By Ushan Dhar:
The discourse that erupted after the gruesome fate that befell a paramedic student in New Delhi last December has really exposed the full flavor of the Indian psyche. For some it seems to have reinforced, rather than contradict, widely shared social beliefs about gender and sexuality. On the other hand, the massive street protests have been seminal for the gender justice movement in India.
Over the past year, we have witnessed a myriad range of opinions on this topic. It has included violent displays of passion and anger from one sect of the population; a response, which was reasonable given the brutality of the incident. But also, fatalism and apathy from the others, who have accepted the existence of rape in our society as paradigmatic rather than anomalous.
Rape is no doubt a social evil and the public outcry that it has received in the past year is perfectly deserved. However, we still have parts of our society, be it political leaders or religious, putting out statements like ‘the responsibility lies on the victims shoulders’, ‘women dressed in revealing outfits is the cause of rape’, ‘religious women never have to face the ordeal of rape’ etc. As rational and modern thinking citizens of the country, we mostly disregard these statements as spurious. But if we analyse these statements, it reveals a much entrenched social belief that is ubiquitous throughout India, about what is accepted and to some extent even desirable in male-female sexual interactions.
In our patriarchal society, men are regarded as the decision makers and the breadwinners of the family; they are more aggressive and persistent. Women, whose role is to take care of the household, are naturally considered to be more demure and passive. This, in turn, has created a mentality among the male populous that ‘real men’ are entitled to sex. Intercourse is perceived as an act of male conquest and that men can get sexual access when, where and how they want it. As Andrea Dworkin puts it, “Rape is no excess, no aberration, no accident, no mistake – it embodies sexuality as culture defines it.”
The existence of this culture in majority of the Indian male populous has only widened the gender gap in this country. According to The Global Gender Gap Index of 2012 , India ranks 105th and is the lowest among the BRIC countries. This growing gender gap has not only resulted in increased rapes, but also other crimes against women like sexual harassment, kidnapping, abduction, dowry deaths, cruelty by husband and relatives, female infanticide and the list goes on. In fact, this unequal playing field is hurting this country in more ways than just crimes against women.
Changing ones belief and mentality is possibly the hardest thing to do for a policy maker but tackling one issue/belief is quiet possible, the Government needs to fight the problem at its roots. Indian Government should actively pursue policies towards the mitigation of this gender gap. Gender sensitization programs from primary school upwards, workshops for teacher, parents and school administrators, innovative campaigns, community awareness events are all tools available to the Government. All it requires is the will to play hard and long against a social evil that is plaguing this country. Set beliefs take time to erode and only through active campaigns against rape and other crimes against women can the Government inflict change in social beliefs about gender and sexuality.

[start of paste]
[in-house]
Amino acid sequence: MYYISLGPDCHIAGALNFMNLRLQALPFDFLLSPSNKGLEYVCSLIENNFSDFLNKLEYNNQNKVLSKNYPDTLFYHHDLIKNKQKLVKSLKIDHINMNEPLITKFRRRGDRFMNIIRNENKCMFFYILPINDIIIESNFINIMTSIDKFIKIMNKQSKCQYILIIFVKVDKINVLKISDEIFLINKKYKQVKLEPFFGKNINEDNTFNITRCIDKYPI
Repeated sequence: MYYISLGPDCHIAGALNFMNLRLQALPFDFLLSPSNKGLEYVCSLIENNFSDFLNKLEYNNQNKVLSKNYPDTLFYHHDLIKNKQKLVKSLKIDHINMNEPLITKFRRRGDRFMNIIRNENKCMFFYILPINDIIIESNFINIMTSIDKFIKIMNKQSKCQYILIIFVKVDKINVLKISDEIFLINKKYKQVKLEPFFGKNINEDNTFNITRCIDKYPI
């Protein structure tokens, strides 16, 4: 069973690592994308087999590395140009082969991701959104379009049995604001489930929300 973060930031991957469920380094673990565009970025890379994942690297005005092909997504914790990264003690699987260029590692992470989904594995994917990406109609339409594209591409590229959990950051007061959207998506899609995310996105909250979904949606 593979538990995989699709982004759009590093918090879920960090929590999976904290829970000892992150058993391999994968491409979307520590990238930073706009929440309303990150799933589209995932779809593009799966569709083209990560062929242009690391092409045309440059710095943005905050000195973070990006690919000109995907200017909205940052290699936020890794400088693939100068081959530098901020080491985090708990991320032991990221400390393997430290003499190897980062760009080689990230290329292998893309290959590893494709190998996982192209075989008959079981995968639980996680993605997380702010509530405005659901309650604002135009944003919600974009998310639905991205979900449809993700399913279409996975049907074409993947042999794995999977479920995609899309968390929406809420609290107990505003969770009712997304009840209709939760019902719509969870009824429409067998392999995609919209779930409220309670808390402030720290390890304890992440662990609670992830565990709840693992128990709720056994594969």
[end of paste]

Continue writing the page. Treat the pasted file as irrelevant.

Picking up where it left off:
The threat today is more imminent and real than the Government is willing to accept. After the massive public furor last year, a panicked Government finally awoke from its slumber and amended the rape laws in the country. But the continued existence of more violent rape cases only goes on to show that rape can’t be stopped just by making the law harsher. The theory of deterrence only achieves its goals when two aspects of the judicial process work in tandem; the severity of the punishment, which is achieved by a harsher rule of law and the certainty of conviction, which demands a much more systematic functioning of the law enforcement department and the judiciary. The increase of punishment for rape from 2 years to 7 years isn’t necessarily going to stop the perpetrators from committing a crime. But a system, where the consequences of a crime are high, coupled with the knowledge that most certainly you will be caught and convicted, would ultimately be able to deter more individuals from committing such crimes.
It is easier said than done, no doubt that this would require a complete overhaul and re-examination of our law enforcement departments. Innovative infrastructure needs to be put in place if the departments hope to counter this menace. Quick response facilities and adequately staffed help lines should be established all over the country. These facilities should not only be technologically capable, they also need to be properly monitored and audited from time to time to maintain an efficient performance and come up with new innovative solutions. After the New Delhi case, a special rape help-line was created but, within a couple of months, the incoming traffic overwhelmed it and consequently the response time of the police increased as well.
Among all the other crimes in recent days, rape has come to the fore front of our country. It can be equated on some level with the threat of terrorism. Like terrorism, the effect of rape is felt on two target groups – the victim and the broader population of females who are terrorized and then manipulated by fear. Like terrorists who use terror to advance a political agenda, rapists in the same way propagate the culture of subordinating women. And in a country like ours where subordination of women is already an existing norm in many minds, rapes is a social evil that needs to be eliminated!